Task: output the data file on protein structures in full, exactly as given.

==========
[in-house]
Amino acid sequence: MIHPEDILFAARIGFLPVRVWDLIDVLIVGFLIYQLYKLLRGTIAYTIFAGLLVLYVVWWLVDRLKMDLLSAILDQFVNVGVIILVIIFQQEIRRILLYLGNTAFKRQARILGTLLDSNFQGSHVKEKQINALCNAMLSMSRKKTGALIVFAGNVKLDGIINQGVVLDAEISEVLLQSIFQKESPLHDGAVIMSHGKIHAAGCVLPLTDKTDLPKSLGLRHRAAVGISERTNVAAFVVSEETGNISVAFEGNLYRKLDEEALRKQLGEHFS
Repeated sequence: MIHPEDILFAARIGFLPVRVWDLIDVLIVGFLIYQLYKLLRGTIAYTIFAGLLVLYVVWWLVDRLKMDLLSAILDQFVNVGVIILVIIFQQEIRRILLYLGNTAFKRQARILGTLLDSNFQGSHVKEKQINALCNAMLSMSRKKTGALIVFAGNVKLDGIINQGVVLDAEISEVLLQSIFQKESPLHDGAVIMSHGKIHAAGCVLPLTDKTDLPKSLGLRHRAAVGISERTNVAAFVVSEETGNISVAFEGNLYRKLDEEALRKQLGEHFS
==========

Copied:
[in-house]
Amino acid sequence: MIHPEDILFAARIGFLPVRVWDLIDVLIVGFLIYQLYKLLRGTIAYTIFAGLLVLYVVWWLVDRLKMDLLSAILDQFVNVGVIILVIIFQQEIRRILLYLGNTAFKRQARILGTLLDSNFQGSHVKEKQINALCNAMLSMSRKKTGALIVFAGNVKLDGIINQGVVLDAEISEVLLQSIFQKESPLHDGAVIMSHGKIHAAGCVLPLTDKTDLPKSLGLRHRAAVGISERTNVAAFVVSEETGNISVAFEGNLYRKLDEEALRKQLGEHFS
Repeated sequence: MIHPEDILFAARIGFLPVRVWDLIDVLIVGFLIYQLYKLLRGTIAYTIFAGLLVLYVVWWLVDRLKMDLLSAILDQFVNVGVIILVIIFQQEIRRILLYLGNTAFKRQARILGTLLDSNFQGSHVKEKQINALCNAMLSMSRKKTGALIVFAGNVKLDGIINQGVVLDAEISEVLLQSIFQKESPLHDGAVIMSHGKIHAAGCVLPLTDKTDLPKSLGLRHRAAVGISERTNVAAFVVSEETGNISVAFEGNLYRKLDEEALRKQLGEHFS